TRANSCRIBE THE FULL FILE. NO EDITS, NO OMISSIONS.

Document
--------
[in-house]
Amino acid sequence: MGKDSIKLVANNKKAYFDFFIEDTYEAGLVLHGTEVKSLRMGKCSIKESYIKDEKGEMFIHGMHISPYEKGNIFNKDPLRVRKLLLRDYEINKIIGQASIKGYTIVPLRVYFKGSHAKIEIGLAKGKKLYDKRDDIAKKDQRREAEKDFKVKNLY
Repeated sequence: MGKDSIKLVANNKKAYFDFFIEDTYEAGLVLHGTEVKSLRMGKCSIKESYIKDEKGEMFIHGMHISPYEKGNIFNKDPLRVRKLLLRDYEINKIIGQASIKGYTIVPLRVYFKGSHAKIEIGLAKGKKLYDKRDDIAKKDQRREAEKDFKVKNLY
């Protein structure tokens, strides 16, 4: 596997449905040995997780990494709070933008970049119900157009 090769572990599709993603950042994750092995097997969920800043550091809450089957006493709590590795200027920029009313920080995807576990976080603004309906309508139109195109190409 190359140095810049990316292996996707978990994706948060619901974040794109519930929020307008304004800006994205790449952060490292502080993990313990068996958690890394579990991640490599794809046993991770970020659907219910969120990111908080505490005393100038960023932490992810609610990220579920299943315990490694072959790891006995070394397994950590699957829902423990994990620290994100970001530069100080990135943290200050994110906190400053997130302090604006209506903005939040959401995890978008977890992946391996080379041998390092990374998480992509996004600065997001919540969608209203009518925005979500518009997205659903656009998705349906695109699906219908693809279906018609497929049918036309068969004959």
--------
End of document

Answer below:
[in-house]
Amino acid sequence: MGKDSIKLVANNKKAYFDFFIEDTYEAGLVLHGTEVKSLRMGKCSIKESYIKDEKGEMFIHGMHISPYEKGNIFNKDPLRVRKLLLRDYEINKIIGQASIKGYTIVPLRVYFKGSHAKIEIGLAKGKKLYDKRDDIAKKDQRREAEKDFKVKNLY
Repeated sequence: MGKDSIKLVANNKKAYFDFFIEDTYEAGLVLHGTEVKSLRMGKCSIKESYIKDEKGEMFIHGMHISPYEKGNIFNKDPLRVRKLLLRDYEINKIIGQASIKGYTIVPLRVYFKGSHAKIEIGLAKGKKLYDKRDDIAKKDQRREAEKDFKVKNLY
């Protein structure tokens, strides 16, 4: 596997449905040995997780990494709070933008970049119900157009 090769572990599709993603950042994750092995097997969920800043550091809450089957006493709590590795200027920029009313920080995807576990976080603004309906309508139109195109190409 190359140095810049990316292996996707978990994706948060619901974040794109519930929020307008304004800006994205790449952060490292502080993990313990068996958690890394579990991640490599794809046993991770970020659907219910969120990111908080505490005393100038960023932490992810609610990220579920299943315990490694072959790891006995070394397994950590699957829902423990994990620290994100970001530069100080990135943290200050994110906190400053997130302090604006209506903005939040959401995890978008977890992946391996080379041998390092990374998480992509996004600065997001919540969608209203009518925005979500518009997205659903656009998705349906695109699906219908693809279906018609497929049918036309068969004959």